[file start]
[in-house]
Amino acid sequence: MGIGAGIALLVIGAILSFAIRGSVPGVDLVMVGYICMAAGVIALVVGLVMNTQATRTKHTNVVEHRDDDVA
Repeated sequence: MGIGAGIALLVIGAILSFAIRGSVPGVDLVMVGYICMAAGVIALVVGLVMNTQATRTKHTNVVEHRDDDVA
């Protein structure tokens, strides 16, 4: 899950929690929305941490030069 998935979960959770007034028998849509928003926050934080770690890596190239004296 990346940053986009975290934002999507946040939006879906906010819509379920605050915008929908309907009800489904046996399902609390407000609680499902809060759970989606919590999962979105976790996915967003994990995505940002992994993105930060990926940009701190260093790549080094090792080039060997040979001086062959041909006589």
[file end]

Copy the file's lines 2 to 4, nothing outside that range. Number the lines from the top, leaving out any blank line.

Amino acid sequence: MGIGAGIALLVIGAILSFAIRGSVPGVDLVMVGYICMAAGVIALVVGLVMNTQATRTKHTNVVEHRDDDVA
Repeated sequence: MGIGAGIALLVIGAILSFAIRGSVPGVDLVMVGYICMAAGVIALVVGLVMNTQATRTKHTNVVEHRDDDVA
């Protein structure tokens, strides 16, 4: 899950929690929305941490030069 998935979960959770007034028998849509928003926050934080770690890596190239004296 990346940053986009975290934002999507946040939006879906906010819509379920605050915008929908309907009800489904046996399902609390407000609680499902809060759970989606919590999962979105976790996915967003994990995505940002992994993105930060990926940009701190260093790549080094090792080039060997040979001086062959041909006589």